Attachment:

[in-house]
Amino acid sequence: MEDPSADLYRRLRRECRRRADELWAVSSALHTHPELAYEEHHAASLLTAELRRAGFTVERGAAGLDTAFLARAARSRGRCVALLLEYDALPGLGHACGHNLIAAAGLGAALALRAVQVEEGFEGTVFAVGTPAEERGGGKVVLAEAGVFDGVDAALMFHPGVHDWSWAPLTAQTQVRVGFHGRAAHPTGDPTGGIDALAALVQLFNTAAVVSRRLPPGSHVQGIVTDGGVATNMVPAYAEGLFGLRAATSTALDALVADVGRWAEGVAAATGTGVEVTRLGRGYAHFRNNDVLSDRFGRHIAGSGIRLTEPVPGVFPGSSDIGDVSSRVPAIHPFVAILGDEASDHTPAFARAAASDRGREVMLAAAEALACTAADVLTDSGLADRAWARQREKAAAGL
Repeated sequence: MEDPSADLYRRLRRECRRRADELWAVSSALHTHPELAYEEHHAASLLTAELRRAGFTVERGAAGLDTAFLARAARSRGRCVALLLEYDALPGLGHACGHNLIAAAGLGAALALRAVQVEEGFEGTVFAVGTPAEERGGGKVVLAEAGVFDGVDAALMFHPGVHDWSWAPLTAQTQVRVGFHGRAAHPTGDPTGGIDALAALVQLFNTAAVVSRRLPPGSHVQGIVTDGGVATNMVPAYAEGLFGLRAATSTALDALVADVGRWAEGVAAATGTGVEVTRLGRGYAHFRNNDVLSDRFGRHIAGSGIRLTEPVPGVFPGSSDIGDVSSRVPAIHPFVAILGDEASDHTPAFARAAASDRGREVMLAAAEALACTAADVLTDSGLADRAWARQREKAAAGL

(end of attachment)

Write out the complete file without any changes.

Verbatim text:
[in-house]
Amino acid sequence: MEDPSADLYRRLRRECRRRADELWAVSSALHTHPELAYEEHHAASLLTAELRRAGFTVERGAAGLDTAFLARAARSRGRCVALLLEYDALPGLGHACGHNLIAAAGLGAALALRAVQVEEGFEGTVFAVGTPAEERGGGKVVLAEAGVFDGVDAALMFHPGVHDWSWAPLTAQTQVRVGFHGRAAHPTGDPTGGIDALAALVQLFNTAAVVSRRLPPGSHVQGIVTDGGVATNMVPAYAEGLFGLRAATSTALDALVADVGRWAEGVAAATGTGVEVTRLGRGYAHFRNNDVLSDRFGRHIAGSGIRLTEPVPGVFPGSSDIGDVSSRVPAIHPFVAILGDEASDHTPAFARAAASDRGREVMLAAAEALACTAADVLTDSGLADRAWARQREKAAAGL
Repeated sequence: MEDPSADLYRRLRRECRRRADELWAVSSALHTHPELAYEEHHAASLLTAELRRAGFTVERGAAGLDTAFLARAARSRGRCVALLLEYDALPGLGHACGHNLIAAAGLGAALALRAVQVEEGFEGTVFAVGTPAEERGGGKVVLAEAGVFDGVDAALMFHPGVHDWSWAPLTAQTQVRVGFHGRAAHPTGDPTGGIDALAALVQLFNTAAVVSRRLPPGSHVQGIVTDGGVATNMVPAYAEGLFGLRAATSTALDALVADVGRWAEGVAAATGTGVEVTRLGRGYAHFRNNDVLSDRFGRHIAGSGIRLTEPVPGVFPGSSDIGDVSSRVPAIHPFVAILGDEASDHTPAFARAAASDRGREVMLAAAEALACTAADVLTDSGLADRAWARQREKAAAGL